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Anyone else getting old? With my kids headed back to school I have been thinking a bit about how different the world looks for them, how their options in life will be very different than mine. Some of these options confuse me - I still haven't figured out what a "tumblr" is, for example.

But sometimes new options can be a good thing. And since I'm always bringing everything back to investing (sorry, nature of the job), this got me thinking about how the investment landscape has changed since my parents or even my grandparents were my age -- and how it will likely change again by the time my kids are grown.

For one thing, in my grandparents' day there were no ETFs available, and few mutual funds. The average investor likely bought some blue chip stocks, U.S. savings bonds and maybe a few corporate bonds in the utility or industrial sectors. Now investors have a tremendous number of choices at their disposal, even when it comes to bond investing. Let's take a walk down memory lane to review how the fixed income landscape has changed for investors over the years.

Seventy years ago, the fixed income markets were all about "War Bonds", which were U.S. savings bonds issued by the U.S. Treasury to (obviously) fund the war efforts. Then, after World War II, investors looking for yield turned to debt issued by corporations. Many early corporate bonds were called "bearer bonds" and were issued as physical certificates. Anyone holding the bond (the bearer) could redeem the coupons and final principal value. The holder would literally clip the coupon and send it to the issuer to collect payments.

An interesting note about bearer bonds -- since they're unregistered, ownership is proven by possession of the bond. For this reason, they have at times been used for less scrupulous purposes, such as avoiding income taxes or even money laundering. Bearer bonds have even been featured in many Hollywood movies - the plots of Die Hard, Panic Room and Beverly Hills Cop all involve stealing these somewhat infamous bonds.

But while bearer bonds were widely acceptable debt instruments, the U.S. government changed tax laws to discourage their use in 1982 with the passage of the Tax Equity and Fiscal Responsibility Act. After that, more bonds became registered and ownership was recorded via book entry, making a depository responsible for recording changes in ownership. So while bonds were still traded over the counter, they now largely lived as book entries and eventually electronic entries rather than as physical certificates. Of course, individual investors still had to work with a broker to buy and sell them, and as a result, pricing and trading volumes were not transparent and individual bonds suffered from periods of illiquidity.

Given some of these difficulties, rather than holding individual bonds, more investors have turned to managed vehicles over the years for diversification and liquidity. The first mutual fund began in the United States in 1924, but they entered the mainstream after the Securities and Exchange Commission outlined the laws and regulations governing mutual funds in the Investment Company Act of 1940. Index tracking funds and money market mutual funds developed in the 1970's to give investors more precise exposures to various sectors of the bond and cash markets. The rising bull market and the need to save for retirement increased the growth of the mutual fund industry.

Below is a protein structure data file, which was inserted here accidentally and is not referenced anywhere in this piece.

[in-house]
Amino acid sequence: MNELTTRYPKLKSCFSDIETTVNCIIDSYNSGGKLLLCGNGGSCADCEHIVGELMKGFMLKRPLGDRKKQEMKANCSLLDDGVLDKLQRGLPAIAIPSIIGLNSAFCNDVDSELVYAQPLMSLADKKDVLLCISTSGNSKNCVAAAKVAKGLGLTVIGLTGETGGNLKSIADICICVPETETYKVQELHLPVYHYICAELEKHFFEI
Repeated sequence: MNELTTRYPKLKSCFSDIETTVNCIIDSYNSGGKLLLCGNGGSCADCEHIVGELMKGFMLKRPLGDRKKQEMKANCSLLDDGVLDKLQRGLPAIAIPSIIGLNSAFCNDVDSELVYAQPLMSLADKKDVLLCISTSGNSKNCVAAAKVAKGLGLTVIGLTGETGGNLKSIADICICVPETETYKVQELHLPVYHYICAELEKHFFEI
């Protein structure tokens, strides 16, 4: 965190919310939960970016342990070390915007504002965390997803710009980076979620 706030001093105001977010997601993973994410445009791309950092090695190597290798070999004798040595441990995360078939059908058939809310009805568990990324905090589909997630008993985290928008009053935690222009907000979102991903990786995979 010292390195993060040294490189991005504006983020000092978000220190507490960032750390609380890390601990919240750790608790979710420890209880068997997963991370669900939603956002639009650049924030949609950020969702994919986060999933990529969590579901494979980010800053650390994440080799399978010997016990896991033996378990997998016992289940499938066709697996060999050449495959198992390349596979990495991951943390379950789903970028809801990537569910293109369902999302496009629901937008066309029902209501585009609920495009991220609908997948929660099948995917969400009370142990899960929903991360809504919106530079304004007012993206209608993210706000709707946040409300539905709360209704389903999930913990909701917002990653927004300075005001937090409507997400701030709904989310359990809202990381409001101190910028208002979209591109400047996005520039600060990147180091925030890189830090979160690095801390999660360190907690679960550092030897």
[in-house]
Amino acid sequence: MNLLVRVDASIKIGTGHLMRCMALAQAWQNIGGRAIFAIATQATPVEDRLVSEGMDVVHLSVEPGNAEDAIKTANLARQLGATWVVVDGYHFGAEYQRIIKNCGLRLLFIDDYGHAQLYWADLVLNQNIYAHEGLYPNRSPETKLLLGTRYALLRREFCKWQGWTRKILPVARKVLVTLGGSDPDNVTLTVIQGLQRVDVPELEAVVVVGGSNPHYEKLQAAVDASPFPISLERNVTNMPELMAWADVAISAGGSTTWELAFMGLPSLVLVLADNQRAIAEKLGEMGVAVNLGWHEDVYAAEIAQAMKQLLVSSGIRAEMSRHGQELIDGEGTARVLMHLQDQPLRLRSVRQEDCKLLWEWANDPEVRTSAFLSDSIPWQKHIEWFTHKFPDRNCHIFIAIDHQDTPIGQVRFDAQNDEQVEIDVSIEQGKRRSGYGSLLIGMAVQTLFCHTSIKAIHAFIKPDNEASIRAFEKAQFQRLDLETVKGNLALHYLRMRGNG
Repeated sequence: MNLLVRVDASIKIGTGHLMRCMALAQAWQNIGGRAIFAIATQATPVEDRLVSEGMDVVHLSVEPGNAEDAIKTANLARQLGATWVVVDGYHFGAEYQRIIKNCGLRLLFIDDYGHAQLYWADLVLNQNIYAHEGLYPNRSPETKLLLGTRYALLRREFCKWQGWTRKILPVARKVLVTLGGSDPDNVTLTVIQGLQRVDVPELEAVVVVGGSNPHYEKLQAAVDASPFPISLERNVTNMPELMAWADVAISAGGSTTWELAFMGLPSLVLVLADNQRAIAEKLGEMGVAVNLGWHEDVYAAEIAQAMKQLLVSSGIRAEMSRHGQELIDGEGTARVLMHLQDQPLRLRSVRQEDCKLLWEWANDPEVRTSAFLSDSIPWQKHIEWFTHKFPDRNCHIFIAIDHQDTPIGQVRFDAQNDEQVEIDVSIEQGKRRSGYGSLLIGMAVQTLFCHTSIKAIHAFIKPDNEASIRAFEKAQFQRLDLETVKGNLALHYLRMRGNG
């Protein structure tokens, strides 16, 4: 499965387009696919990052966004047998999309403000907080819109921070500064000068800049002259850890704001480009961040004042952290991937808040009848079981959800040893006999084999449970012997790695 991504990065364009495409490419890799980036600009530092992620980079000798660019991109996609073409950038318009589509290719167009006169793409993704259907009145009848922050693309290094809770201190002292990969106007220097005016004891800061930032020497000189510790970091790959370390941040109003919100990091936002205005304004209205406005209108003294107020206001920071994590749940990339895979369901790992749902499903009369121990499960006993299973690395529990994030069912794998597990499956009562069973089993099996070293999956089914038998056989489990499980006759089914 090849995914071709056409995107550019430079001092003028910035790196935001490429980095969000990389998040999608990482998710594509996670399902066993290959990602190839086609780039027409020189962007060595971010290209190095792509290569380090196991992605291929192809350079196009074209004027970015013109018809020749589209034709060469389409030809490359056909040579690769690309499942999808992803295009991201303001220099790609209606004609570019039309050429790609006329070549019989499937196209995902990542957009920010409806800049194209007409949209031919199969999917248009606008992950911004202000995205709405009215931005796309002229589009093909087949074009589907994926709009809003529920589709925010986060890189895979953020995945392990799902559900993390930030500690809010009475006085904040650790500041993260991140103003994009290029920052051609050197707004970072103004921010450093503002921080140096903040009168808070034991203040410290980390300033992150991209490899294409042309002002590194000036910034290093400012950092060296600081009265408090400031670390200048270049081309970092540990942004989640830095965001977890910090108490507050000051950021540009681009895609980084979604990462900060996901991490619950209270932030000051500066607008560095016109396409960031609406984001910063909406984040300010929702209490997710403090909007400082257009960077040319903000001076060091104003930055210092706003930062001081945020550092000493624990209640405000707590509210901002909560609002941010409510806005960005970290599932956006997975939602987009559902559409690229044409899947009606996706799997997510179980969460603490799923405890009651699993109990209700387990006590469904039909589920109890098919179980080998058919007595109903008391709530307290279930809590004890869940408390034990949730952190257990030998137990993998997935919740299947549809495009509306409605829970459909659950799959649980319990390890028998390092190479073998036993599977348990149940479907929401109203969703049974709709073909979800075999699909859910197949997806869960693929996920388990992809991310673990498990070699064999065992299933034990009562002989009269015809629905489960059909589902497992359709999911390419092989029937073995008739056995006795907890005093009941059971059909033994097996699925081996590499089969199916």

In the early 1990s, a new fund structure developed: the exchange-traded fund. The first group of fixed income ETFs was launched in 2002 (check this post for a brief history of bond ETFs), and with that, individual investors could now trade a basket of fixed income securities on the exchange.

I can only imagine what the bond markets might look like when my kids begin to invest. All they want to do for now is borrow against their future allowance. Time to teach them about credit risk!

Matt Tucker, CFA is the iShares Head of Fixed Income Strategy and a regular contributor to the iShares Blog. You can find more of his posts here.

Bonds and bond funds will decrease in value as interest rates rise; they are also is subject to credit risk, which refers to the possibility that the debt issuers may not be able to make principal and interest payments or may have their debt downgraded by ratings agencies. Shares of the iShares Funds may be sold throughout the day on the exchange through any brokerage account. However, shares may only be redeemed directly from a Fund by Authorized Participants, in very large creation/redemption units.Transactions in shares of the iShares Funds will result in brokerage commissions and will generate tax consequences. iShares Funds are obliged to distribute portfolio gains to shareholders. When comparing bonds and iShares Funds, it should be remembered that management fees associated with fund investments, like iShares Funds, are not borne by investors in individual stocks or bonds. The annual management fees of iShares Funds may be substantially less than those of most mutual funds. Buying and selling shares of iShares Funds will result in brokerage commissions, but the savings from lower annual fees can help offset these costs.Diversification may not protect against market risk. There can be no assurance that an active trading market for shares of an ETF will develop or be maintained.

Source: Evolving Fixed Income Markets: From Bearer Bonds To ETFs